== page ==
India’s caste system has been around for centuries and is a very important part of the Hindu culture (Vallabhaneni 361). No other country can compare to the complexity of this system (Vallabhaneni 362). This caste or jati system determines where someone stands in society. People are placed into these castes when they are born because of the lineage of their family members, if one’s parent is born a Brahmin then they shall be a Brahmin as well. There are four different classes or varnas involved in the system; the highest ranking members are called Brahmins (Sultana and Subedi 19). The Brahmins are considered the purest of all people and are the priests or educators who have the sacred knowledge of the Hindu culture. They are expected to spread their dharmic knowledge to others to help them achieve steps in one’s spiritual life. The second highest rank is known as the Ksatriyas, the kings or warriors (Sultana and Subedi 19). Their job is to protect society and keep the order inline. The third group are the Vaisyas; these are the merchants or farmers who work in trade and agriculture (Sultana and Subedi 19).
These three groups, which are the three highest varnas, are considered to be ‘twice-born’ meaning they undergo spiritual rebirth and induction during adolescence. The fourth and final class is known as the Sudras (Sultana and Subedi 19). Considered to be at the bottom of the system, Sudras are the working class such as servants. The Sudras are known to serve the upper three varnas. There is one more group that does not belong in the caste system, known as Untouchables, who is considered so polluted that they do not have a place in the caste system (Sultana and Subedi 19). In the book Untouchable, it explains how people in the caste system treat each other. Bakha, the main character in the book, is part of the Untouchable group (Anand 3). Throughout the book, he explains his experiences of being an Untouchable and how it affects him and his family. Untouchable is able to portray to the reader what it is like to be an Untouchable in the Hindu caste system.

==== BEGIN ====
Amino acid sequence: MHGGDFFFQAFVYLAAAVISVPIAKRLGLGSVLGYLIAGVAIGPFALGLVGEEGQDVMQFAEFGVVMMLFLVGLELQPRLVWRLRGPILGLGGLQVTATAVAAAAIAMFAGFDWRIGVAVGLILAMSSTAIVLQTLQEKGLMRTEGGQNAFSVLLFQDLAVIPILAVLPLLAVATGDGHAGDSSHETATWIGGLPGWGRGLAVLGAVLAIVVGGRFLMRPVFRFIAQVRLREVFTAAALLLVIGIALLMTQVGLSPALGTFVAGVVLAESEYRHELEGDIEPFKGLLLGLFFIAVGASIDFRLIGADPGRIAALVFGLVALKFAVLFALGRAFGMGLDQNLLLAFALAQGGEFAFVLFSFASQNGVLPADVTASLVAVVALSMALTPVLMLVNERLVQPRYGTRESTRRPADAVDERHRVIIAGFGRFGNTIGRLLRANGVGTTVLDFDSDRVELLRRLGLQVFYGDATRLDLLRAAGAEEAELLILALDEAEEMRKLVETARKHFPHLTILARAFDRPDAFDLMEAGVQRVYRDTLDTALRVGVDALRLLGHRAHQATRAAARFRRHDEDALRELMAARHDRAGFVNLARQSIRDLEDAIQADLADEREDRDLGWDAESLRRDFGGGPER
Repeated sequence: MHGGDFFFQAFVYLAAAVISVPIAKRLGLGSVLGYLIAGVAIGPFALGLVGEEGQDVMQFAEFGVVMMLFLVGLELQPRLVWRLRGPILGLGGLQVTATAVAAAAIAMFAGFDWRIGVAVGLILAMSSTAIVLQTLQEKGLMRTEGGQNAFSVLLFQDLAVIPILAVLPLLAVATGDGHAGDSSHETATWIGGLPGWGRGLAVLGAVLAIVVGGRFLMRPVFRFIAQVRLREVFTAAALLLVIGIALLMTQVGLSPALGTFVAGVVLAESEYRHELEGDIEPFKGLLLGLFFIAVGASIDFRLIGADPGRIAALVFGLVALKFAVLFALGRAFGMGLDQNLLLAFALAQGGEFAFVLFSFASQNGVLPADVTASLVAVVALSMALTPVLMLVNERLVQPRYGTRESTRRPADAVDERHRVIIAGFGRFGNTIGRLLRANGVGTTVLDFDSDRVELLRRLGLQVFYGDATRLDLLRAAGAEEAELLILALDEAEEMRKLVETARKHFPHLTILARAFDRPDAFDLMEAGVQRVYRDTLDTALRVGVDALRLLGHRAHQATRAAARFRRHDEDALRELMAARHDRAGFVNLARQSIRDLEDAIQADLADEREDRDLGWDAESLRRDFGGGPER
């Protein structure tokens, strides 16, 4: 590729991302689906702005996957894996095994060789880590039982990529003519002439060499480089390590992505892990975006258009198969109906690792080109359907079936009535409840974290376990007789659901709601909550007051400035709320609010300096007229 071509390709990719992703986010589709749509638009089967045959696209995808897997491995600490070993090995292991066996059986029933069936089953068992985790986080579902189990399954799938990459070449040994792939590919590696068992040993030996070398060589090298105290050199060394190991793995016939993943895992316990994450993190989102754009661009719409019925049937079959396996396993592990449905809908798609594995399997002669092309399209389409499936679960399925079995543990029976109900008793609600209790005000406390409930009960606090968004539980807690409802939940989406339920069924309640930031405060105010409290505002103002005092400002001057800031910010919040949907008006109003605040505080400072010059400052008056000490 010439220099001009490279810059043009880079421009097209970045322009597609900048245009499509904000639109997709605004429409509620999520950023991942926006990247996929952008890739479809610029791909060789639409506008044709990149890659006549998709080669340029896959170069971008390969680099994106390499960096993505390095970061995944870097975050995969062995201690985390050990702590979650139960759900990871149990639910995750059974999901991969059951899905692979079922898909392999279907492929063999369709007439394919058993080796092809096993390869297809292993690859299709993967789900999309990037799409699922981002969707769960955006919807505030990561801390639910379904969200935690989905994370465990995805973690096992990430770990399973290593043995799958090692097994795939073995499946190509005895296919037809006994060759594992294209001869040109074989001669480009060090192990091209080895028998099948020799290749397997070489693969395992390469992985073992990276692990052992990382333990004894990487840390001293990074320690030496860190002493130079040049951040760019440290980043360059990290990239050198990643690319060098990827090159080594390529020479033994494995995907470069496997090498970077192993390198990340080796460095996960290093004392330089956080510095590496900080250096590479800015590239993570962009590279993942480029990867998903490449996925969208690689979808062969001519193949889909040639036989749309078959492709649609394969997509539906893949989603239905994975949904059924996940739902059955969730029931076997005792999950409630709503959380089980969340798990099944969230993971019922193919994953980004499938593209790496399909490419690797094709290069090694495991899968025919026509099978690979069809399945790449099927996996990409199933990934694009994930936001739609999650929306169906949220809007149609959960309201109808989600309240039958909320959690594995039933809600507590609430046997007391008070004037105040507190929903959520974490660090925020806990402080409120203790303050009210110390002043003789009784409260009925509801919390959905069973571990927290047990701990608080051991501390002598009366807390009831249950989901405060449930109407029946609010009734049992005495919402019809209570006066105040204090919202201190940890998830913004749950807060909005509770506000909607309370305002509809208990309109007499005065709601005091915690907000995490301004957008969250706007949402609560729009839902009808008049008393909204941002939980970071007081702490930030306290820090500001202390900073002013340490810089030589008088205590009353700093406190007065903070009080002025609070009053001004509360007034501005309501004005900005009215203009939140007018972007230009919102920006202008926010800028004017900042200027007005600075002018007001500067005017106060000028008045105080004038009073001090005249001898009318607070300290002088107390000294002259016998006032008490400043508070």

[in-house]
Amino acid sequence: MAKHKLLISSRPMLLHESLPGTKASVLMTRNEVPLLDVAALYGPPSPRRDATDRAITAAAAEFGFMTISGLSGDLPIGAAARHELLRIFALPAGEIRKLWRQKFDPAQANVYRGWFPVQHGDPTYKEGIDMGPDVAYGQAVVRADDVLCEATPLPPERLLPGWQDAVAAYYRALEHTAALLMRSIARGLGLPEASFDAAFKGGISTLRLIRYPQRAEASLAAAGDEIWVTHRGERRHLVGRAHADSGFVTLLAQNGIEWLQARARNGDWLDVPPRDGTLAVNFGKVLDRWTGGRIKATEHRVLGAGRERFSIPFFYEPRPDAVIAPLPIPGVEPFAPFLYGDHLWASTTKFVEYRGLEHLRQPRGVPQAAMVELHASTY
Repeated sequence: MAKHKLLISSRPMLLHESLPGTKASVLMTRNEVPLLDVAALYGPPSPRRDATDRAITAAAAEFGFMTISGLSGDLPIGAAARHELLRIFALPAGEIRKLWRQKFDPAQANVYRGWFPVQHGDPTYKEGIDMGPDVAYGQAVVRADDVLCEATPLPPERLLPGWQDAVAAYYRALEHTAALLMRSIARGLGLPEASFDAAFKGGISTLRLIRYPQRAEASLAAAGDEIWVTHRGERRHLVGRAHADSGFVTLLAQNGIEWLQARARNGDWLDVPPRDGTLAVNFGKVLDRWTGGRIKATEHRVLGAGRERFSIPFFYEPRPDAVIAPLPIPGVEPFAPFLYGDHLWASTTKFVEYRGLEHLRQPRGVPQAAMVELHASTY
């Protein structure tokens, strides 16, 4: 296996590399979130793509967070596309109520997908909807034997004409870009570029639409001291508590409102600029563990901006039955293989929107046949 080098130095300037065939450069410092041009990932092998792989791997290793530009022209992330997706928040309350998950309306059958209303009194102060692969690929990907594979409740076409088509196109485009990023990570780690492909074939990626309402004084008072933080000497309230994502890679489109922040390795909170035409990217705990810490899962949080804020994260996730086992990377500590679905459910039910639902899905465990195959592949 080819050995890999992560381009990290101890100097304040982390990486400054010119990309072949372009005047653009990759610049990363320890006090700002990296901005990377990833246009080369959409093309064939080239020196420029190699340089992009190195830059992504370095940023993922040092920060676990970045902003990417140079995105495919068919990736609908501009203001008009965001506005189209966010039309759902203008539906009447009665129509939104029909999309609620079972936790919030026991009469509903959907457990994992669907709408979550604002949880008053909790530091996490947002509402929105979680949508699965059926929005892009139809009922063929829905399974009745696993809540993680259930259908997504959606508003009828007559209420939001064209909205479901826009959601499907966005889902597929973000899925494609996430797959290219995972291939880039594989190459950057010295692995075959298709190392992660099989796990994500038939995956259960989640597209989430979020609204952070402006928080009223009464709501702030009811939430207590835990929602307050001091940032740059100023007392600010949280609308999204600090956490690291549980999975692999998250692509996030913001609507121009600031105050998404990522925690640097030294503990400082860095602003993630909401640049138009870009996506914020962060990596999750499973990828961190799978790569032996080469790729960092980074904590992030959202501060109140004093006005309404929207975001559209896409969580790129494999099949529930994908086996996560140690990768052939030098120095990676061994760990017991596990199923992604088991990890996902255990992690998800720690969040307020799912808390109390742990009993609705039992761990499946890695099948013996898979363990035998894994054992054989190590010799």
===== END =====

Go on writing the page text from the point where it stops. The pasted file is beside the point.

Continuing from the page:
In Untouchable, Bakha is an eighteen-year-old boy in a family of five. His father, Lakha, is the head of their job of sweepers, in Bulashah, where they live (Anand 3). He has a sister, Sohini and brother, Rakha. He also had a mother but she had died when he was younger. Leaving Bakha to now look after the family since he was the oldest (Anand 6). Bakha is the one who has to get up early each morning and work as his brother tends to be distracted and occupied playing in the streets (Anand 14). His father, Lakha, is ageing and tends to stay home while the boys work. Lakha is known to be a ‘bully’ to Bakha, abusing him with verbal insults if Bakha is not doing what Lakha wants him to be doing (Anand 6-8). Other parts in the book, Lakha is able to support Bakha through his experiences of horrific attacks for being an Untouchable (Anand 67).
Throughout Bakha’s daily life, he is involved in many disputes about him being an Untouchable. In one incident that occurred, Bakha, being an Untouchable, is forbidden to enter temples because of how impure he is and if he was to enter, he would pollute it. Bahka was a curious boy and decided to observe a ritual happening in the temple without realizing that he was too close. Someone caught him and notified everyone (Anand 50). After going through many incidents of him being terrorized and threatened for being an Untouchable, Bakha has to start announcing his presence around other people to let them know a polluted being was around (Anand 41). He is called a scavenger, a pig, a dog and many other vicious insults (Anand 51). Bakha hates that he is an Untouchable and how the other castes treat people like him (Anand 42). At times, Bakha forgets he is an Untouchable, he does not remember that if he comes into contact with people they can become impure (Anand 119). He wishes that he could leave the world because of how unlucky he is and what he has to go through while being so impure to society (Anand 105). He wants a better life where he can be treated like an actual human being with respect.
Later on in the book, Bakha, has an encounter with the ‘Great Soul’, Gandhi. Bakha was very intrigued with Mahatma Gandhi as he had never seen or heard him speak before (Anand 125). Gandhi did not agree with the name and loss of rights to the Untouchables, so he renamed them Harijans, he did this because he wanted to remove the label of ‘untouchability’ (Anand 124). This opened up Bakha’s eyes as he realized that he wanted something to change about the way he was being treated; he wanted to follow Gandhi’s vision (Anand 138). Bakha believed that with Gandhi’s teachings that his life for him and other Untouchables could turn out differently (Anand 121).